But more to the point: What other options are being offered? How else do we propose to answer this question? Or any other question about the possible causes of human behavior? If answering it based on science is subject to bias, then isn't answering it based on our own feelings and instincts even more subject to bias? How can we accuse scientists of bias in their attempts to answer this question -- and use that accusation as a reason to dismiss the science -- when our own responses to the question have been so thinly based on evidence, and so heavily based on personal preference and political expedience?
Unless you're going to go with the hard-core deconstructionist argument that there is no reality and all of our perceptions and experiences are 100% socially constructed, then you have to accept that the question, "Is sexual orientation genetically determined, learned, or a combination of both -- and if a combination, how much of each, and how do they work together?"... well, it's a question with an answer. It's not a matter of opinion. And it's exactly the kind of question that science is designed to answer: a question of cause and effect in the physical world.
I'm not a scientist myself. But I've been following this question in the science blogs for a little while now. And as best I can tell, here's the current scientific thinking on this question:
1) Sexual orientation is probably determined by some combination of genetics and environment (with in utero environment being another possible factor). (Here, btw, is a good summary of the current scientific research on this topic, and how it evolved.)
2) We really don't know yet. The research is in the early stages. It's probably a combination of genetics and environment... but we really don't know that for sure, and we don't know which factor is more influential, or how they work together, or whether different people are shaped more by one factor and others by the other. We just don't know.
But I've said it before, and I will say it again: We should not be thinking about this question on the basis of which answer we would like to be true. We should not be thinking about this question on the basis of which answer we find most politically useful. We should be thinking about this question on the basis of which answer is true. We should be thinking about this question on the basis of which answer is best supported by the evidence.
If we don't, then we are no better than the creationists, refusing to accept evolution because it screws up their view of the world. We are no better than the 17th century Catholic Church, refusing to accept that the Earth revolves around the Sun because it contradicted their theology. We are no better than the Bush administration, refusing to recognize clear warnings about Iraq and Katrina and global warming because it got in the way of their ideological happy thoughts. We are no better than the "Biology for Christian Schools" textbook, which states on Page 1 that, "If [scientific] conclusions contradict the Word of God, the conclusions are wrong, no matter how many scientific facts may appear to back them."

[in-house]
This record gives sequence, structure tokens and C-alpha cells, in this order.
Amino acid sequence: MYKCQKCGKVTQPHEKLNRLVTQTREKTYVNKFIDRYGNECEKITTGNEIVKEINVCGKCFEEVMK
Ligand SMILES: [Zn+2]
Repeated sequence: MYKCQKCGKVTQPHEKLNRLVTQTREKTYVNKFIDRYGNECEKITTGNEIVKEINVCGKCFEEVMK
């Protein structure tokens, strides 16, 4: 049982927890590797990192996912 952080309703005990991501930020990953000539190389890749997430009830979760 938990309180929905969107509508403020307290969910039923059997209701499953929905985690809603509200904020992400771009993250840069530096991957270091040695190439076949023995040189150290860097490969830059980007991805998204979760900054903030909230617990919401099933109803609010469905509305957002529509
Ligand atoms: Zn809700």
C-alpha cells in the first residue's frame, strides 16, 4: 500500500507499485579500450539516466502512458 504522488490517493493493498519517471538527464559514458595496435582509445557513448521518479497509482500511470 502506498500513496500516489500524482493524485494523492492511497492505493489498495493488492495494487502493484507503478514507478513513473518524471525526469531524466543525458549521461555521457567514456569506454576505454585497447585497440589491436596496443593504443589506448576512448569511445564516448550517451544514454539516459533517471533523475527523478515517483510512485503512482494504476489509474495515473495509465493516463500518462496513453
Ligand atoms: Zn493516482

If we expect the straight world to accept the reality of our community, the reality that our lives and relationships and families are as healthy and stable as any other, then we ourselves need to be a committed part of the reality-based community. And we therefore need to accept the reality of the causes of our orientation... whatever that reality turns out to be.
So why don't we try a different angle for a while. Maybe something like this:
"We don't really know what causes sexual orientation. And we don't think it matters. It's probably a combination of genetics and environment, but until more research is done, we don't really know for sure. And we don't think it matters. It's an interesting question, one many people are curious about -- but it doesn't really matter. Homosexuality doesn't harm anybody, and it doesn't harm society, and our relationships are as healthy and stable and valid as anybody else's... and it isn't anybody's business but our own.
"We deserve rights and recognition because we are human beings and citizens: as much as racial minorities, whose skin color is inborn, and as much as religious minorities, whose religion or lack thereof is learned. The 'born versus learned' question is a fascinating one, with many possible implications about human consciousness generally. But it has absolutely no bearing on questions like job discrimination, or adoption of children by same-sex couples, or whether we should be able to marry. We don't yet know the answer to this question... but for any practical, political, social, or moral purposes, it absolutely does not matter."
Addendum: As several commenters to the original post pointed out, it is actually possible for a trait (such as sexual orientation) to be genetically caused or influenced, and still not be any more likely for parents with that trait to have kids with it than parents without it. Fair point, and worth knowing. But I think my basic point about party lines, and the prioritization of political expedience over scientific evidence,still stands. After all, we didn't know that in the early '90s. Geneticists may have known it, I don't know -- but lay people in the queer community definitely didn't. And yet we were still willing to repeat both tropes: the "we're born that way" trope and the "gay parents aren't any more likely than straight parents to have gay kids" trope.